Hinchinbrook Island Guide

Hinchinbrook Island, Australia’s largest, most pristine island national park, is a landscape spectacle of sandy beaches, precipitous headlands, waterfalls, rugged mountains, mangrove creeks, sheltered bays and dense rainforests.
Hinchinbrook Island is in northern Queensland, Australia, just north of the town of Ingham, approximately 150 km south of the city of Cairns. Separated from the mainland by the narrow Hinchinbrook Channel, the entire island is zoned as a National Park. Access to the park is strictly limited and, when much of Queensland teems with tourists, here you can truly experience untouched nature.

The only regular means of access to the island is Hinchinbrook Island Ferries from Cardwell on mainland, 2 hours south of Cairns. Boats leave at 9 AM and return at 5 PM, daily in the high season (May-Oct), three times weekly in the low season (Nov-Apr). A day cruise is $90, one-way transfers to the northern start of the Thorsborne Trail are $66. Pickups from the southern end point can also be arranged.

Orchid Bay, Hinchinbrook Island

Orchid Bay, Hinchinbrook Island. Photo by Jpatokal

The beaches of Hinchinbrook Island are, in a word, spectacular. All located on the eastern side, starting from north the most commonly visited are:

Orchid Beach. Next to the HI Resort and effectively its own private beach.

North Shepherd Beach. A half-hour walk from the Resort, a gloriously empty 2-kilometre stretch of beach. Spot the countless tiny ghost crabs skittering about on the sand.

South Shepherd Beach. Two hours hike south of North Shepherd. Very remote, you are almost certain to have this all to yourself.

Ramsay Beach. This beach is many kilometres long, fringed by a high dune that extends through scrubland to an esturary, which is great for fishing. The only infrastructure on the island is a resort at the northeastern corner of Hinchinbrook Island at Cape Richards. It is possible to reach Ramsay Bay by guided wilderness tour, or by private yacht.

Cape Richards, at the northernmost tip of the island, has a lookout point for gazing out Goold Island, the open sea and down at Orchid Beach. A fairly easy trail leads up from the HI Resort.

Missionary Bay, on the northwestern side of the island, contains a large mangrove swamp famous for its dugongs (sea cows) and infamous for its crocodiles, although you’ll have to be quite lucky to spot either one.
At one point in the mangroves (visited by the ferry), a 60-metre boardwalk has been constructed, which leads to a 200-metre path to Ramsay Beach.
Mangroves can also be found in Turtle Bay, a short hike away from the HI Resort near Cape Richards.

The Thorsborne Trail is a 32-kilometre trail that winds the length of Hinchinbrook Island from Ramsay Bay in the north to George Point in the south. Most hikers complete the course in 4 days (3 nights), although this depends on experience and weather conditions. There are no facilities on route (although drinking water can usually be taken from mountain streams) and hikers must be completely self-contained, including food, fuel stoves (open fire not allowed) and camping equipment.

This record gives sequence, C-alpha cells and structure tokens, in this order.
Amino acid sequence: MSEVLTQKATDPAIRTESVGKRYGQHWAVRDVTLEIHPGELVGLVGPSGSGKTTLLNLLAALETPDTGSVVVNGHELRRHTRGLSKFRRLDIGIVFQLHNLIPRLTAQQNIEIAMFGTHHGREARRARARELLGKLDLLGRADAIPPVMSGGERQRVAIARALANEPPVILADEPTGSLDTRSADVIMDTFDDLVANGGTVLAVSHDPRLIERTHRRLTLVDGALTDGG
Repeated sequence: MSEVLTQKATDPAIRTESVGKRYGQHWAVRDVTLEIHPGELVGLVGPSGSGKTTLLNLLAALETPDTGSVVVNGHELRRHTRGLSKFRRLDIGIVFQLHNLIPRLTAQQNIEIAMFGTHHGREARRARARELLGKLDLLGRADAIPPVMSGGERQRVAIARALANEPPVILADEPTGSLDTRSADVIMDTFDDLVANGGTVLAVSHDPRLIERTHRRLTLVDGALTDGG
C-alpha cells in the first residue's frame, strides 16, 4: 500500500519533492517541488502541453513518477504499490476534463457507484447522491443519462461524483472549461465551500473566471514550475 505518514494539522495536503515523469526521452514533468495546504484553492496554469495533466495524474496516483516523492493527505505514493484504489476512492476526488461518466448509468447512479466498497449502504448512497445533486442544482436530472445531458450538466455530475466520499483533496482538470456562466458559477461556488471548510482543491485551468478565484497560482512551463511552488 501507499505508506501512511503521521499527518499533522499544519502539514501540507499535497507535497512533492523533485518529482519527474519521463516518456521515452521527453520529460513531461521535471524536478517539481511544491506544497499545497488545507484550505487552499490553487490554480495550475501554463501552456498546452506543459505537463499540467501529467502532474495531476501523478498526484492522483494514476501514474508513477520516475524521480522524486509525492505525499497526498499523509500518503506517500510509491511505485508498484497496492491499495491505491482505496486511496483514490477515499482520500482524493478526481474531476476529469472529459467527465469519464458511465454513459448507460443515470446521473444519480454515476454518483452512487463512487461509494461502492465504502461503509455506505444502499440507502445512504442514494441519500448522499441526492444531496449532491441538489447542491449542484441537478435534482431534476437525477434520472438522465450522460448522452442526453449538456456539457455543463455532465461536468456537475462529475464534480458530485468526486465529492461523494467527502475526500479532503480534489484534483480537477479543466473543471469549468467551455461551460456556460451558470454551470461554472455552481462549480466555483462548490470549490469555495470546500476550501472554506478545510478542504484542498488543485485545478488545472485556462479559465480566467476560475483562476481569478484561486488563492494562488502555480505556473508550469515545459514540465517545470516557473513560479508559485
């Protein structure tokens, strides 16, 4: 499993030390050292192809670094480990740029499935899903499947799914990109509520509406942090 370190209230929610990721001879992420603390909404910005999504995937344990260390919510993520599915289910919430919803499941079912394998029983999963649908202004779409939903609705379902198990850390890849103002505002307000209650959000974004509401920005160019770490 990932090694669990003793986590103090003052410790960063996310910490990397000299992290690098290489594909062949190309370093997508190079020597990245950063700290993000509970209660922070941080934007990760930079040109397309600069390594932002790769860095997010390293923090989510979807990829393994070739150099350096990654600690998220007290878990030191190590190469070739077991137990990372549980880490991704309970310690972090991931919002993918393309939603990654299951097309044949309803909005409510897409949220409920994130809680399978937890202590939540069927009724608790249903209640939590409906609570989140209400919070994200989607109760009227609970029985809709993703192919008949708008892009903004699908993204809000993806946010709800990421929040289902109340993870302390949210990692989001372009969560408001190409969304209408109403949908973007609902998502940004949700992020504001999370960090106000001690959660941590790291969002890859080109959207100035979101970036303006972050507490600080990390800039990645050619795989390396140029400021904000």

A permit is required and must be reserved well in advance in high season, as a maximum of 40 people are allowed on the trail simultaneously. Contact the Queensland Department of Environment Rainforest and Reef Centre in Cardwell. You must also arrange to be picked up from George Point in advance, as there is no scheduled service.
Note that the permit covers only the Thorsborne Trail. Special permits are required for other destinations, particularly Mt. Bowen (1142m).
In addition to trekking, fishing is popular at a number of sites in and around the park. Snorkelling and even scuba diving are also possible, but visibility tends to be comparatively poor.

Macushla Beach, Hinchinbrook Island

Macushla Beach, Hinchinbrook Island. Photo by Jpatokal

There are no shops on the island. Some basic necessities are available for sale at Hinchinbrook Island Wilderness Lodge. The Lodge restaurant is open to non-residents as well. Given the location and lack of competition, the food is surprisingly good, with large portions $25 and up.

Accommodation on Hinchinbrook is very limited, and many visitors opt to day-trip from Cardwell instead. Most overnight visitors’ means of accommodation is camping. In addition to the basic campsites along the Thorsborne Trail, there are three popular campsites outside the trail:

Macushla, south of the resort and within easy striking distance of the Shepherd Beaches. The best facilities on the island, including toilets, gas barbecue, picnic tables and water (not drinkable).

Goold Island. Small island to the north of Hinchinbook. Fully equipped campsite on a long, sheltered beach. There is no water supply, so bring your own.

Garden Island. Very small island to the north of Hinchinbrook. Outside the National Park, so no permits required.
Note that both Macushla and Goold Island require permits, obtainable in Cardwell or online.

Crocodiles are sometimes found in the muddier waters of the western side of the island. The eastern beaches are generally considered safe, although crocodiles are known to frequent the estuary at Zoe Bay. If camping overnight, stay at least 50 metres away from water and don’t leave food nearby or out in the open.
Goannas, large lizards up to two meters long, are very common on the island. They are harmless and will usually skitter away when approached.

The high season of the island is during the Australian winter (May-October), when the weather is cool and pleasant. Services in the low season are limited and both ferries and the island’s sole resort stop operating in the February-March cyclone season.

1 Response

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